In Britain, nonprofit organizations and a teachers’ union, along with members of Parliament, have recommended that schools include discussions about the influence of porn on how children view sex and relationships. Magdalena Mattebo, a researcher at Uppsala University in Sweden who studies pornography and adolescents, would like porn literacy mandated in her country. “We are a little lost in how to handle this,” Mattebo told me.

More than 300 schools, youth and community groups and government agencies in Australia and New Zealand use components of a porn-education resource called “In the Picture” that includes statistics, studies and exercises primarily for teenagers. It was created by Maree Crabbe, an expert on sexual violence and pornography education, who lives near Melbourne, Australia. As she put it during a United States training program for educators and social workers that I attended in 2016: “We want to be positive about sex, positive about masturbation and critical of pornography.” One key component of the program is often neglected in porn literacy: providing training to help parents understand and talk about these issues.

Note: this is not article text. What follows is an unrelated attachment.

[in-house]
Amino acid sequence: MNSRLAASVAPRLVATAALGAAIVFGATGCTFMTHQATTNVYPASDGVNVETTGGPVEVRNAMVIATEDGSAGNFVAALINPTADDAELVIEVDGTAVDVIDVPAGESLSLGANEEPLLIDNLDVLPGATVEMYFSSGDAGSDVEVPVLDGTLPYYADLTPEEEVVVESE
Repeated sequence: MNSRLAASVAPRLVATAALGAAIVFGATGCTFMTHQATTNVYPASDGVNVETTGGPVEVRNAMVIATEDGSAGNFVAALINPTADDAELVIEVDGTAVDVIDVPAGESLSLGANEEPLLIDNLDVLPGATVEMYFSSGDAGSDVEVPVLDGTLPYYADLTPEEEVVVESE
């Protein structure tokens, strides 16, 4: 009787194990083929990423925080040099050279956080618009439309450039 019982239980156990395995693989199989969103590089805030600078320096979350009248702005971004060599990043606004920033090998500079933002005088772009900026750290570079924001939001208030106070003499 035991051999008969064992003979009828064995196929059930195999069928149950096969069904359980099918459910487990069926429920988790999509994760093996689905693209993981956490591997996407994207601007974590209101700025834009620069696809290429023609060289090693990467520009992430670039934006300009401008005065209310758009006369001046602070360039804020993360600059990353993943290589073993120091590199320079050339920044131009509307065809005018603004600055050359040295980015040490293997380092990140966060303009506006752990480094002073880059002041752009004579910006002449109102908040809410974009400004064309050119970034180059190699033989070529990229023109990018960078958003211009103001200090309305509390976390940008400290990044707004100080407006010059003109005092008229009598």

Last year, a feminist porn producer, Erika Lust, in consultation with sex educators, created a porn-education website for parents. The Porn Conversation links to research and articles and provides practical tips for parents, including talking to kids about the ways mainstream porn doesn’t represent typical bodies or mutually satisfying sex and avoiding accusatory questions about why your kid is watching porn and who showed it to them. “We can’t just say, ‘I don’t like mainstream porn because it’s chauvinistic,’ ” says Lust, whose films feature female-centered pleasure. “We have given our children technology, so we need to teach them how to handle it.” But she takes it a step further by suggesting that parents of middle- and high-schoolers talk to their teenagers about “healthy porn,” which she says includes showing female desire and pleasure and being made under fair working conditions. I asked Lust if she would steer her daughters in that direction when they are older (they are 7 and 10). “I would recommend good sites to my daughters at age 15, when I think they are mature enough. We are so curious to find out about sex. People have doubts and insecurities about themselves sexually. ‘Is it O.K. that I like that, or this?’ I think porn can be a good thing to have as an outlet. I’m not scared by explicit sex per se. I’m afraid of the bad values.”